In a typical classroom of 25 to 30 students, eight to 10 children — a third of the class — have been cyberbullied at some point in their lifetime. About three or four students are likely to have bullied others online.
High-profile cases like those involving Amanda Todd and Rehtaeh Parsons, both of whom committed suicide after being bullied online, demonstrate how harmful this can be.
Research consistently finds that cyberbullying is associated with a number of social, emotional and academic problems. Young people who are involved in cyberbullying, either as offender or victim, are also more likely to think about and attempt suicide.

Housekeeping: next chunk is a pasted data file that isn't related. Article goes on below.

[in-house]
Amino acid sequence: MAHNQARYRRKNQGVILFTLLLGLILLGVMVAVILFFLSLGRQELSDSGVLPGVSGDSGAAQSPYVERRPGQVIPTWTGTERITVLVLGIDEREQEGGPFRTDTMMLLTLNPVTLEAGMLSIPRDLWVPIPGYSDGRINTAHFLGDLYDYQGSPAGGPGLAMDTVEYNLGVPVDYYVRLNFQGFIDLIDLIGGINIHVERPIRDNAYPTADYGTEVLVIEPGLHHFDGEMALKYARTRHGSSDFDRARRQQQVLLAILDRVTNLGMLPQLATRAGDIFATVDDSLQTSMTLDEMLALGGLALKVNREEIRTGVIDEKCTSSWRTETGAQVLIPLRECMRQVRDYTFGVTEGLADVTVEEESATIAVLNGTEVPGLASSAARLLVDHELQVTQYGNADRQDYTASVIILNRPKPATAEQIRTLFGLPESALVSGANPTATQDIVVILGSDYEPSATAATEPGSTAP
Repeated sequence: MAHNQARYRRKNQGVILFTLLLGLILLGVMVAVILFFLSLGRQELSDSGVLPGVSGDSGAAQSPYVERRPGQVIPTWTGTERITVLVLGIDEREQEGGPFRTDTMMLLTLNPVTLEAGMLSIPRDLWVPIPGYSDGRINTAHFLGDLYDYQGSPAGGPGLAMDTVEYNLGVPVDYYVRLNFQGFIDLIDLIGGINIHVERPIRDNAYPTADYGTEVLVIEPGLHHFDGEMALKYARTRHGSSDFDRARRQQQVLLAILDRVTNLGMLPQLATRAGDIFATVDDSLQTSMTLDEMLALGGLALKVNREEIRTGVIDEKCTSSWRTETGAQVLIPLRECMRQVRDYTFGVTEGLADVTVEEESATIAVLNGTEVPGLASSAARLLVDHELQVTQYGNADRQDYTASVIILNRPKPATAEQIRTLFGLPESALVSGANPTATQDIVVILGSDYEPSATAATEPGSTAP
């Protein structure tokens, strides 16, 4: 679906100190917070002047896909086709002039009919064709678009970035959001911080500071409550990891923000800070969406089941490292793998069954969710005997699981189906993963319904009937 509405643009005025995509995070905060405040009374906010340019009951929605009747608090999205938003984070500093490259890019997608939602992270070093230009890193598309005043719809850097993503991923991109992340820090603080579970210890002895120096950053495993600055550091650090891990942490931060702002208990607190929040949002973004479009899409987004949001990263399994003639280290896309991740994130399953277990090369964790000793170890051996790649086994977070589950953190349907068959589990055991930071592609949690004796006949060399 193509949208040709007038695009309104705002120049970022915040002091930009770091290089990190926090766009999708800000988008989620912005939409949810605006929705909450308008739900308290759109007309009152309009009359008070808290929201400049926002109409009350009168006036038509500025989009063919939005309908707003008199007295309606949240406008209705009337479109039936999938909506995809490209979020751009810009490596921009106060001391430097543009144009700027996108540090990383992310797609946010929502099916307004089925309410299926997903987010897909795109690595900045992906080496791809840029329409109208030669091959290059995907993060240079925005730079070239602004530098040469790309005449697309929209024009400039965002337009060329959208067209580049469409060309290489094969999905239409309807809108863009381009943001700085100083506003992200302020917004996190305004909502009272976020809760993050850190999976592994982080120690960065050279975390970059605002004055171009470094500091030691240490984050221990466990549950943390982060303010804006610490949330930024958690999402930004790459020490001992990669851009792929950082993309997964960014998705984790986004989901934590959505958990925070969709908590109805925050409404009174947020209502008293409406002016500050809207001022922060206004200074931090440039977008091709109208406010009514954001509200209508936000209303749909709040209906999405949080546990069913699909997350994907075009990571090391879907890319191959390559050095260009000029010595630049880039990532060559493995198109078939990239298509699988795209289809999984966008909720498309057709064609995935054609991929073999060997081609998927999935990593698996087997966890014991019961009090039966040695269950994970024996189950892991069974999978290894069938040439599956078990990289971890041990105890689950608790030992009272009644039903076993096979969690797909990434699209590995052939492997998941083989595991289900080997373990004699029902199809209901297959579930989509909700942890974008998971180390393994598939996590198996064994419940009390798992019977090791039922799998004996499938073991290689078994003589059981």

Compared to other forms of bullying, the “always on” and viral nature of cyberbullying may exacerbate these problems and a recent Canadian study suggests that the harmful impact of cyberbullying can persist into adulthood.